The DEA backs off announces they are withdrawing a proposed rule to ban the psychedelic drugs DOI and DOC, at least for now
On Tuesday, I wrote about the DEA moving to criminalize two psychedelics, DOI and DOC, as Schedule I, the most restricted category. This would make them not only illegal to consume or sell, but they would also be considered so dangerous that extreme limits would be put on scientists researching them.
Now, in a victory for psychedelic activists and researchers, it appears that the DEA is backing down and won’t criminalize these two hallucinogens after all… at least for the time being.
In a yet unpublished proposed rule, which will officially be published on August 29th, the DEA announces that they are “withdrawing a proposed rule… to place two phenethylamine hallucinogens [DOI and DOC] in schedule I of the Controlled Substances Act. DEA is withdrawing the proposed rule, [and] terminating all proceedings related thereto.”
While this certainly is a victory, it may be too early to celebrate, as the DEA follows the above statement by saying that they “will be publishing a new proposed rule using an amended procedure.”
We do not yet know how this new proposed rule will differ from the original.
Interestingly, however, this is actually the second time in a month that the DEA has backed down, at least temporarily, from placing additional psychedelics in Schedule I. On July 28th, I wrote about how the DEA had decided to withdraw their plan to schedule 4-OH-DiPT, 5-MeO-AMT, 5-MeO-MiPT, 5-MeO-DET and DiPT, five little-known psychedelic compounds of the tryptamine variety.
As I noted in my latest piece on DOI and DOC, the DEA essentially has zero evidence that either drug is dangerous or addictive, and their entire case relied on the fact that they are chemically similar to illegal drugs such as LSD, DMT and DOM –though they also provided no evidence that these drugs are dangerous or addictive. Furthermore, they used the excuse that the United Nations suggests that DOC —though not DOI— be made illegal, as if the USA always listens to the UN.
DOI and DOC, psychedelics first synthesized by Alexander Shulgin, are said to feel subjectively similar to LSD, though they last longer at 12 to 24 hours, and the experience is apparently more energetic.
The fight against the DEA’s actions is being led by the company Panacea Plant Sciences and a group of researchers out of Emory University. Before this latest development, the two organizations had filed a motion asking for a delay in the case “for the DEA to respond to my motion for them to publish a notice or potentially stay the hearings.”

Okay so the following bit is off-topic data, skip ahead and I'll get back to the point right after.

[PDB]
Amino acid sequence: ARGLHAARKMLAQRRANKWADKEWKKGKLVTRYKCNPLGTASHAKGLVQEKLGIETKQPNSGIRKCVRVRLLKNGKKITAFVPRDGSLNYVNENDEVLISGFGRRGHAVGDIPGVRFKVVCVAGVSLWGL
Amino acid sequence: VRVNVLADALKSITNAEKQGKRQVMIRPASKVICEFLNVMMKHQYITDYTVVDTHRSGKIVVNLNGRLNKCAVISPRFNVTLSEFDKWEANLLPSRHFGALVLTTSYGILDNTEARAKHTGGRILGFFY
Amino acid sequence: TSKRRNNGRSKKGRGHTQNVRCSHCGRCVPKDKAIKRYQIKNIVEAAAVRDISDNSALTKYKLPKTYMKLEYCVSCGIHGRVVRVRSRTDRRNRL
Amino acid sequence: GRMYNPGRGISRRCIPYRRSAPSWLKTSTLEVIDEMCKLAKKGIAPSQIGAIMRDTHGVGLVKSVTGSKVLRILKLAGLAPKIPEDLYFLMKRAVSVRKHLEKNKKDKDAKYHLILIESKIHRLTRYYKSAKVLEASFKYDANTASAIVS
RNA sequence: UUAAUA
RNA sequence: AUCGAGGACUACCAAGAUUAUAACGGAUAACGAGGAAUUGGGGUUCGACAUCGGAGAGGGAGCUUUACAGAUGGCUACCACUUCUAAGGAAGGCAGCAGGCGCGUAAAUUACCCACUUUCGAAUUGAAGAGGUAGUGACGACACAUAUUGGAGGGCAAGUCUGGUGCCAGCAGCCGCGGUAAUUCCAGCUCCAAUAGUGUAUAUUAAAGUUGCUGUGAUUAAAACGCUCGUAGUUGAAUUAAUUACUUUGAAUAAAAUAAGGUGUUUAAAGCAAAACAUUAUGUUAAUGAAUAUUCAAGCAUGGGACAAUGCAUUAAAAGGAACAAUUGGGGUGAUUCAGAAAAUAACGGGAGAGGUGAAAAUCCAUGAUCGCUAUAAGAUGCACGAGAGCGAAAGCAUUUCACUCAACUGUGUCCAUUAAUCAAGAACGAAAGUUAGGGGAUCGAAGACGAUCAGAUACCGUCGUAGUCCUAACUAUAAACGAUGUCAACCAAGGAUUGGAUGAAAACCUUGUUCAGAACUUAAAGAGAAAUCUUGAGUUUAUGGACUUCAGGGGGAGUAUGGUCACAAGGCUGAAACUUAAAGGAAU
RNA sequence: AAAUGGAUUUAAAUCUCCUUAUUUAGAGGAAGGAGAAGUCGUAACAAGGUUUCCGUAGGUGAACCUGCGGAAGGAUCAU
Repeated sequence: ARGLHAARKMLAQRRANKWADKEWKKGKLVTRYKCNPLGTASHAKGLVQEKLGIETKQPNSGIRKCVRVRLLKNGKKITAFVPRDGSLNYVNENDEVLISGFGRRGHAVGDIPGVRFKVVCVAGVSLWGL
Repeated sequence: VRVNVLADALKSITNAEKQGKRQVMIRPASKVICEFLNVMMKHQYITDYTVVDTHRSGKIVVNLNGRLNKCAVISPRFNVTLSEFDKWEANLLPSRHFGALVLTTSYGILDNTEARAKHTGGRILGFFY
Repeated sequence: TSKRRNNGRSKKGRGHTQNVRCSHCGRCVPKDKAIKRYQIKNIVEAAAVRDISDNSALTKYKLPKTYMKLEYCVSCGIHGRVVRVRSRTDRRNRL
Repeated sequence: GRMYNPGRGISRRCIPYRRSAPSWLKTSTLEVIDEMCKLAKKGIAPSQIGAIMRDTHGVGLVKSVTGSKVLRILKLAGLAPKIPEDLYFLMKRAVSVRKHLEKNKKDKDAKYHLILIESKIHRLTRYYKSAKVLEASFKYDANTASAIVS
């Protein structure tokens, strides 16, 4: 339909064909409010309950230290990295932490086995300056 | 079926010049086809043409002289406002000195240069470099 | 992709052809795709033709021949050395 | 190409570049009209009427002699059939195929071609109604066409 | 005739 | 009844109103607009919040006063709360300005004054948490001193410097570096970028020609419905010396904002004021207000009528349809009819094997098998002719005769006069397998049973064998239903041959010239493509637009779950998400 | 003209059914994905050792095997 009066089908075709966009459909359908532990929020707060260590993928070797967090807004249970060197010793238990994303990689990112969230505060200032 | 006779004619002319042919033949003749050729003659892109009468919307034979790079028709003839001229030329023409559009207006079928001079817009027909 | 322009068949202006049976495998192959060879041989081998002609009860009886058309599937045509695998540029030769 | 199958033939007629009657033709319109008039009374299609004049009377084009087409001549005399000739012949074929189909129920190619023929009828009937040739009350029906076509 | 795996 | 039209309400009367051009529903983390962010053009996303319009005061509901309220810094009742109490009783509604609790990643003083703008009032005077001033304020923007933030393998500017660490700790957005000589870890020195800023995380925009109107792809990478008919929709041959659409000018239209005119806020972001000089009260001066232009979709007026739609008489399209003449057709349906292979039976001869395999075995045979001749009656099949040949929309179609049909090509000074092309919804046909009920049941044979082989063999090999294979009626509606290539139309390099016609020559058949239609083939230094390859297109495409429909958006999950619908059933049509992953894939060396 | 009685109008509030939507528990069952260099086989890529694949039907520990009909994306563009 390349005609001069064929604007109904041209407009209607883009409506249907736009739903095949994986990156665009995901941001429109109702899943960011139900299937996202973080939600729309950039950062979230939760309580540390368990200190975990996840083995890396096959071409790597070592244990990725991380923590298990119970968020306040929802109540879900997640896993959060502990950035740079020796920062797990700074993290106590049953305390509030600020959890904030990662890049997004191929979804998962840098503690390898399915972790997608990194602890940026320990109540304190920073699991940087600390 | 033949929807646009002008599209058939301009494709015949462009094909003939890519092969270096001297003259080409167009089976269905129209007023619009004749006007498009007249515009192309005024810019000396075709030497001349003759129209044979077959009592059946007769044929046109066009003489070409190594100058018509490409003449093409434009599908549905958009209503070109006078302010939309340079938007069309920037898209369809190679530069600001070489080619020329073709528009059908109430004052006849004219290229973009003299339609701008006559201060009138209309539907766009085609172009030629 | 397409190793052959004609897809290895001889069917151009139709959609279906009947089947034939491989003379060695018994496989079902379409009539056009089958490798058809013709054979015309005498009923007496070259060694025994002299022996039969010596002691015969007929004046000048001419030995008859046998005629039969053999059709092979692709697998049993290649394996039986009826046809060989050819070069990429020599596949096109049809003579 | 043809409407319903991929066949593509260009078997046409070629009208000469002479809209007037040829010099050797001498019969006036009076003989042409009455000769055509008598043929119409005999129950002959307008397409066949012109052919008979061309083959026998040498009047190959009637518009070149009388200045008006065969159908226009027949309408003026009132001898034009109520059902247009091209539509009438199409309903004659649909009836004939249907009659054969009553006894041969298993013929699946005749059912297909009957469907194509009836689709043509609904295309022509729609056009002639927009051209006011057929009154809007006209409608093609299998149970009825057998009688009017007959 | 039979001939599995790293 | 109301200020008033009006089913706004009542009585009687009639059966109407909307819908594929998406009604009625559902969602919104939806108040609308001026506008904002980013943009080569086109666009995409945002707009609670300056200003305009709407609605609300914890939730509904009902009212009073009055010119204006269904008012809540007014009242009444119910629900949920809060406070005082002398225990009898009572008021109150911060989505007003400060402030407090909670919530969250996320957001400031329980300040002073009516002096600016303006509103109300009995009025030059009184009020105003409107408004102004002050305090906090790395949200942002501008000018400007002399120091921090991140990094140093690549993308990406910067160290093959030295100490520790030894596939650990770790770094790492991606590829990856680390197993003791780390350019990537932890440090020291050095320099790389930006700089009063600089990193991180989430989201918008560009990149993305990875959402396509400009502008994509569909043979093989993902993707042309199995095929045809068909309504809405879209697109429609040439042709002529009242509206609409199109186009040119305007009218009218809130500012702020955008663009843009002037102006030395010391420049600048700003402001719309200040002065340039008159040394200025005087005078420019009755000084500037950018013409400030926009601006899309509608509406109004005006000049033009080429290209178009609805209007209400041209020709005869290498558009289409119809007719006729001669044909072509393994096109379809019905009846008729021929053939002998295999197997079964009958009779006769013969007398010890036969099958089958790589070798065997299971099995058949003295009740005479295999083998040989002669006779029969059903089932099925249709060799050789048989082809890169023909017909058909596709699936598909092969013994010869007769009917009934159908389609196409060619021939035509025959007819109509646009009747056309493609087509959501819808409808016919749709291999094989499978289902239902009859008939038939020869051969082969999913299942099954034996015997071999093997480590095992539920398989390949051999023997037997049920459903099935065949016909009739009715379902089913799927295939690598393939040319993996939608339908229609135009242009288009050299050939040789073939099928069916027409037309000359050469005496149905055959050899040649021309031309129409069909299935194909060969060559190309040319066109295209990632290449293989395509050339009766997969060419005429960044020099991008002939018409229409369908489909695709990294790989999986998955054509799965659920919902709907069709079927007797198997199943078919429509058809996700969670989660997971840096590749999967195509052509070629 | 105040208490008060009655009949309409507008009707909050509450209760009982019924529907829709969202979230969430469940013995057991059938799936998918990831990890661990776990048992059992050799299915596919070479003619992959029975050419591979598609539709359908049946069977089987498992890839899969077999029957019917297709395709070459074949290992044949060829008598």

Speaking with the CEO of Panacea, David Heldreth, I asked him if this latest development was a victory, or only a ceasefire.
Responding by email, Heldreth told me, “It’s at least a temporary win, and it gives the research community and others some breathing room. At this point, it’s difficult to know for sure if this is a victory or a ceasefire in the war over DOI and DOC, because of the mention of a plan to publish a new rule.”
In other words, it’s too early to tell if any substantial wins were made in their attempt to stop the scheduling of DOI and DOC, but at the very least, this pause will give activists and researchers time to regroup and gather evidence refuting the DEA’s claim that there is “substantial evidence of potential for abuse of DOI and DOC.”
When asked how he expects the proposed rule will change when the DEA reintroduces it with an “amended procedure,” and whether he expects a major walk back, such as scheduling the psychedelics in a less severe Schedule, such as II, or III, or just a slight procedural change, David told me:
“The motion which we filed which caused the DEA to ask for a delay, was to note that the agency didn’t follow APA law for notices of federal hearings which required the location and time of the hearings to be published to allow people to join the rulemaking. Their previous notices did not identify the time and location of the hearings, but only requested comment and said parties could ask for a hearing. As such, they must file new notices of hearing and allow other parties to join before a case can continue.
As such, the DEA will likely simply refile everything exactly the same, but include a hearing location and time/date to avoid this complication moving forward.
If this is the case it would indicate, I believe, that this is only a ceasefire and not a victory.”
As for what happens now, David told me that “On the legal front, we wait until the DEA files a new notice. Separately, we continue to research these compounds and further demonstrate their therapeutic uses, and educate the public and government officials on these facts.”
As to how the average person can help Panacea and the Emory researchers stop the DEA, he echoed his comments to me for the previous article, saying, “I hate to repeat myself, but contact your official in the US House of Representatives or Senate, or the White House, and let them know that you stand against the DEA actions, that you want DOI and DOC to remain unscheduled, and for psychedelics to be reclassified as unscheduled nationally.”
To learn more about the case, the DEA’s logic, and the evidence for and against banning DOI and DOC, read The DEA is Attempting to Ban Two New Psychedelic Drugs.